Dig deeply enough into the WardsAuto editorial archive and you’ll find two vehicle test drives geared for a selective audience: rock stars. Or should we say, the people who transport gear for rock stars.

In 2011, it was the fullsize Nissan NV 3500 cargo van that swallowed the amplifiers, drums, guitars, multiple speakers and other essentials for a rag-tag 7-piece rock band of auto writers known as The Exhaust Tones, which has been tormenting dogs in Metro Detroit with sensitive ears for 14 years now.

In 2012, the band tested the smaller but equally capable (and more fuel-efficient) Ram C/V cargo van, a converted and enclosed minivan outfitted for contractors.

Two years later, it’s time to take the all-new ’15 Ford Transit 250 HR Van on tour. This is the high-roof big brother to the Transit Connect, a compact and reasonably popular cargo van that competes with Chrysler’s Ram C/V, the Nissan NV 200 and Chevrolet’s new entry, the City Express.

Ford’s new fullsize Transit is mammoth, going head-to-head with the Nissan NV 3500 we evaluated (and loved) in 2011, as well as the Ram ProMaster.

How big is the Transit? Big enough to fit two Lotus Elans from the 1960s inside, stacked on top of each other. Big enough to fit Keith Richards’ wardrobe and all of his on-stage amplifiers (a wall of nine speaker cabinets and amps) and guitars, as well as the medicine chest of tonics, pain killers and other substances necessary to keep him alive.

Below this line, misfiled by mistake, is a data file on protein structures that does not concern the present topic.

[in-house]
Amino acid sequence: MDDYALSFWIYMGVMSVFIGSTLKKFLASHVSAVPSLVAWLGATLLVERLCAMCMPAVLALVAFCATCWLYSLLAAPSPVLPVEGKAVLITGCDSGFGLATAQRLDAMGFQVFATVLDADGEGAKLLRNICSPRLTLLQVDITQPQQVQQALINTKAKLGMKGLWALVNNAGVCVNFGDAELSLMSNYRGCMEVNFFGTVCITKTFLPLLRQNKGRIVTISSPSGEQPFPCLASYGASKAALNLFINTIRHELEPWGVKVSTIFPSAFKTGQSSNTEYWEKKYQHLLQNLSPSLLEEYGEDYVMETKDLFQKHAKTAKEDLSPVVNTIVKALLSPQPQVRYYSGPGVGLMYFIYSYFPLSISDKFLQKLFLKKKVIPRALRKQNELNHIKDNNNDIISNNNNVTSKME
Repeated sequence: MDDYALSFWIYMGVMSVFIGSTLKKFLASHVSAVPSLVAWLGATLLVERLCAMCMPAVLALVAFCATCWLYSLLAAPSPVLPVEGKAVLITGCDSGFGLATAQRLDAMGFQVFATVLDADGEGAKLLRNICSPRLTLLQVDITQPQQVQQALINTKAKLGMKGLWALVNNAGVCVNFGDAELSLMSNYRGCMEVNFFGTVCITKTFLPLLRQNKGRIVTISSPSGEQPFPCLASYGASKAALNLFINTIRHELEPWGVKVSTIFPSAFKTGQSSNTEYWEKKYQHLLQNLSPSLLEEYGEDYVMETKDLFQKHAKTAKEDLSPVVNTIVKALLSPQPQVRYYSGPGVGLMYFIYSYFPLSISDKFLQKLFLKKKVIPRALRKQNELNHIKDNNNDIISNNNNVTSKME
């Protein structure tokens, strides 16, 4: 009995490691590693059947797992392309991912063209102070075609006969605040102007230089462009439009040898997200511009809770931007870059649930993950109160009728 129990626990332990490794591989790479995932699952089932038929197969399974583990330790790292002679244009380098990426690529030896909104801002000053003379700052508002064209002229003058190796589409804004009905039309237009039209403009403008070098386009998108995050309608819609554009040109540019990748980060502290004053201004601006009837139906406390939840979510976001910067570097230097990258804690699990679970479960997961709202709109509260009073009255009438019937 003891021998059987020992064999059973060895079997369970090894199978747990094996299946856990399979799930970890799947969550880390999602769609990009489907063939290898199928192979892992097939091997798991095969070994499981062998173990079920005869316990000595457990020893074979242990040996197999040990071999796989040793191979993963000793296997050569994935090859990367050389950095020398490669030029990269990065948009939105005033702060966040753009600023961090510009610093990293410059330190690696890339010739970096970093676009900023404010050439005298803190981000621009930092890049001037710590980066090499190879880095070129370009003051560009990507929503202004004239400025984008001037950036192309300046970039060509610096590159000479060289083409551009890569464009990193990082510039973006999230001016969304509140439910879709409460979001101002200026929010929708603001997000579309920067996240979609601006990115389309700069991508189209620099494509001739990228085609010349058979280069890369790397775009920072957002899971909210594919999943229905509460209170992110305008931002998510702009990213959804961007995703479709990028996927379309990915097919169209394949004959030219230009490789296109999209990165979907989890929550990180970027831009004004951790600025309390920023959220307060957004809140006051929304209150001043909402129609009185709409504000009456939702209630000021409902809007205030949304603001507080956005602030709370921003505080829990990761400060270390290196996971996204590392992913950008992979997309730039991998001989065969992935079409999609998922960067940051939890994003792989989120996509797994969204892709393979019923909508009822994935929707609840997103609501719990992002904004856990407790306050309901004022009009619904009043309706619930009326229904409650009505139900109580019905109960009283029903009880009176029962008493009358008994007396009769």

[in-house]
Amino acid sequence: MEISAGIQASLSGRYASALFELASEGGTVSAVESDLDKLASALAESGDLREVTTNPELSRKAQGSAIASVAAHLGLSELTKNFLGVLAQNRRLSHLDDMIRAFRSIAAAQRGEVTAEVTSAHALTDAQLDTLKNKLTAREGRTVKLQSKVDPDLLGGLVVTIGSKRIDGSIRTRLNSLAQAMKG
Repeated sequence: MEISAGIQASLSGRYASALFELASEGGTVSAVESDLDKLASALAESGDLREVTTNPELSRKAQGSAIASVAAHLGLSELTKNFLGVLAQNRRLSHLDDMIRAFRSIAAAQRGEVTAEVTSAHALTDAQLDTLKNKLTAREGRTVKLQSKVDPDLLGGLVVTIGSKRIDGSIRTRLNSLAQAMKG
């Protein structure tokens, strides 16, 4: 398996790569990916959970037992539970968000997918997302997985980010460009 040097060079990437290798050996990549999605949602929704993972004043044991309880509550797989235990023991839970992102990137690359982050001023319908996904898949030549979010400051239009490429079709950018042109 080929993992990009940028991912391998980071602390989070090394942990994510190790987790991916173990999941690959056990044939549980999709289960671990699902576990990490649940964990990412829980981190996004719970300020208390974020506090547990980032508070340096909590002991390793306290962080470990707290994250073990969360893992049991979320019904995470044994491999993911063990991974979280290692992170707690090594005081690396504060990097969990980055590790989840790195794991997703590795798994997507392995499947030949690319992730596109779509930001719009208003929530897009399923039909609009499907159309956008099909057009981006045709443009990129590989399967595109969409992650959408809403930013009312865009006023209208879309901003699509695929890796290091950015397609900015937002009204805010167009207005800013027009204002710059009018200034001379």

The verdict? Ford Transit earns a standing ovation for its two wide-swinging rear doors and a side slider that opens all sorts of possibilities for easy loading and unloading. The full-length vinyl floor covering is heavy-duty, sweepable and – it appears – easily removed for hosing clean.

Every inch of band gear, plus two old doors and a sheet of plywood necessary to stabilize the drum kit at a boat club party at the Lake St. Clair Metropark marina, settled down nicely after a few turns, finding its level much like water does.

The cargo hold is 81.5 ins. (207 cm) tall, but all this equipment didn’t even fill half of it. Some might call it wasted space.

But the driver can see over it through the rearview mirror and two rear windows with no problem at all. Overall visibility isn’t bad, either, even without side windows behind the front seats, thanks to standard and convex mirrors on both sides.